VMMap Allocation Profiling and Leak Detection

August 27, 2011

4 comments

We have already seen VMMap as a tool for inspecting memory utilization and the layout of a process’ virtual address space.

The latest VMMap version (rush to download!) ships with a memory allocation profiler for VirtualAlloc() and HeapAlloc() calls. Additionally, the tool can display the allocating call stack for every heap block.

Sounds interesting? Here’s how to use it. You launch VMMap, and instead of inspecting an existing process, you tell it to launch and trace another process. (It uses Microsoft Detours to hook allocation APIs and log the information.)

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Now you exercise your leaking application. The Timeline window gives you a good understanding of what type of memory is leaking:

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The orange areas here are heap allocations, which are growing while everything else is fairly steady. When you’re convinced that there’s a leak, go to the detail view and start clicking suspicious heap areas. The “Heap Allocations” button at the bottom of the screen will become enabled, and clicking it provides a summary of allocations:

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And now for each allocation you can obtain the stack trace:

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Another approach is to click the “Trace” button, sort the output by bytes allocated, and start looking for suspicious call stacks:

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I hope VMMap will be as useful to you as it is to me—and with memory allocation profiling, twice as useful.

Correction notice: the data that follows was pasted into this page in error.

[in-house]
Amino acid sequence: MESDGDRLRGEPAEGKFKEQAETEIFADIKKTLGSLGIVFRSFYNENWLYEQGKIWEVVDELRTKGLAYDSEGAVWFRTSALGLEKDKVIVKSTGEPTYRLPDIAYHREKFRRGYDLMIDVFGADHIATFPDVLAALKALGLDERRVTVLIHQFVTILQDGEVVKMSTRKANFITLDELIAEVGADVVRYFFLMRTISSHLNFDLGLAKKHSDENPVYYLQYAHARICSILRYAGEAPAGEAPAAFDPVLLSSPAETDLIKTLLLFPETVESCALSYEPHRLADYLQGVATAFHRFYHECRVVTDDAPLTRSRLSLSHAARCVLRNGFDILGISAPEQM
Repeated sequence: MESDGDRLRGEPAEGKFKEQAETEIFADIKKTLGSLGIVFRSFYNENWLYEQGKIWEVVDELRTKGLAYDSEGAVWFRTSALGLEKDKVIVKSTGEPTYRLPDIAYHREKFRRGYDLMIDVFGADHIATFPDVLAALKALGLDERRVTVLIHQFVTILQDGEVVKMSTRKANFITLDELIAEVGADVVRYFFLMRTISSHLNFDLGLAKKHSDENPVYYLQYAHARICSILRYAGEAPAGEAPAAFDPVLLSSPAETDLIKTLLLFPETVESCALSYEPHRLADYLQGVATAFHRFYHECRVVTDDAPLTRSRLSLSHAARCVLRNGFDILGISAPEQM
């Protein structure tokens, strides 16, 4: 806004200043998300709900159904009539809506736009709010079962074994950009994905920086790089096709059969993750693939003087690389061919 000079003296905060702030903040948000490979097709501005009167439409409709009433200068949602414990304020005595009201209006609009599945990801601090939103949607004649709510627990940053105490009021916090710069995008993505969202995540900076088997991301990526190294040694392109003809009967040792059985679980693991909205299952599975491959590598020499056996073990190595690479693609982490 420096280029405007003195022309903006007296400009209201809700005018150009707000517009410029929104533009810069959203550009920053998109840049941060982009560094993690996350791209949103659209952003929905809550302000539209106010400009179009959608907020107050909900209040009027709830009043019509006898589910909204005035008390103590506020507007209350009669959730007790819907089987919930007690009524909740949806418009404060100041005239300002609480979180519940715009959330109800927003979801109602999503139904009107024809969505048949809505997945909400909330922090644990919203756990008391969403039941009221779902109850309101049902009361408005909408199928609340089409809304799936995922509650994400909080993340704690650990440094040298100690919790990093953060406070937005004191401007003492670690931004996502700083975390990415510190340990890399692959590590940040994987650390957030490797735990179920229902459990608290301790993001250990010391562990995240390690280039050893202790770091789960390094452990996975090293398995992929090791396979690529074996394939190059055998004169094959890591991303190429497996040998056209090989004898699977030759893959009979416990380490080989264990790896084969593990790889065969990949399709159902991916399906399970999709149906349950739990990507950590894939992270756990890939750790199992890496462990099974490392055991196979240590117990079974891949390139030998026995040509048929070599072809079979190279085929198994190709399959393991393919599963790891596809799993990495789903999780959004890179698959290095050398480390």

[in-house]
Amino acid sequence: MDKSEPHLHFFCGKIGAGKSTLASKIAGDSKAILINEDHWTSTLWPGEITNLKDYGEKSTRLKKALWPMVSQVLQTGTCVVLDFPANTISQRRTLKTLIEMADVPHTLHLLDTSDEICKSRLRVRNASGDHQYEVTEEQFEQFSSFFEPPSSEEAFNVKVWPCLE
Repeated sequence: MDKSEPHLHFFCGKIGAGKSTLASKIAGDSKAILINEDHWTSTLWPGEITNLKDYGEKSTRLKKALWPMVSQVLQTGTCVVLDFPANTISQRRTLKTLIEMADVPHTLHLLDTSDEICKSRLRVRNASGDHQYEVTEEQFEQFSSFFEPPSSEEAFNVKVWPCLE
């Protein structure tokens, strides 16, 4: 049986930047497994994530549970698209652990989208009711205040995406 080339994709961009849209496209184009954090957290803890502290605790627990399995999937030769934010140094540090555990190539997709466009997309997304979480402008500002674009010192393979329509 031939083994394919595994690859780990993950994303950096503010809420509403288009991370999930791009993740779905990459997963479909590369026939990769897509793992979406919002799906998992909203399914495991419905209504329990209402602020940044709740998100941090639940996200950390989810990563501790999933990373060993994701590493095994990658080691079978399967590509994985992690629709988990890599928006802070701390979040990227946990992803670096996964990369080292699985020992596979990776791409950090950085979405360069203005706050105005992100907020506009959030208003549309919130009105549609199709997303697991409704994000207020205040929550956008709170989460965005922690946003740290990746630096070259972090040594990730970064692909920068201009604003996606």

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4 comments

  1. OfekApril 24, 2012 ב 11:33 AM

    I can’t seem to get VMMap to use symbols for my own modules (BatteryMeter in your example above). I modified the symbol path dialog entry, and still no good. Did you succeed in viewing your own allocating function?

    Reply
  2. Sasha GoldshteinApril 28, 2012 ב 3:01 PM

    @Ofek: Yep, it works for me. Is there any chance that you’re using FPO or an FPO-enabled CRT?

    Reply
  3. linkMarch 29, 2017 ב 6:22 PM

    When I use vmmap to profile my application,the vmmap crash for memory over 2G user space memory。Did you have 64bit vmmap? Or can you help me to avoid vmmap crashing? 3Q

    Reply
    1. Sasha Goldshtein
      Sasha GoldshteinMarch 30, 2017 ב 2:40 PM

      I haven’t seen anything like this. Are you using a recent version of VMMap? What’s supposed to happen when you attach VMMap to a 64-bit process, is that it extracts and spawns vmmap64.exe (included as a resource in the VMMap binary).

      Reply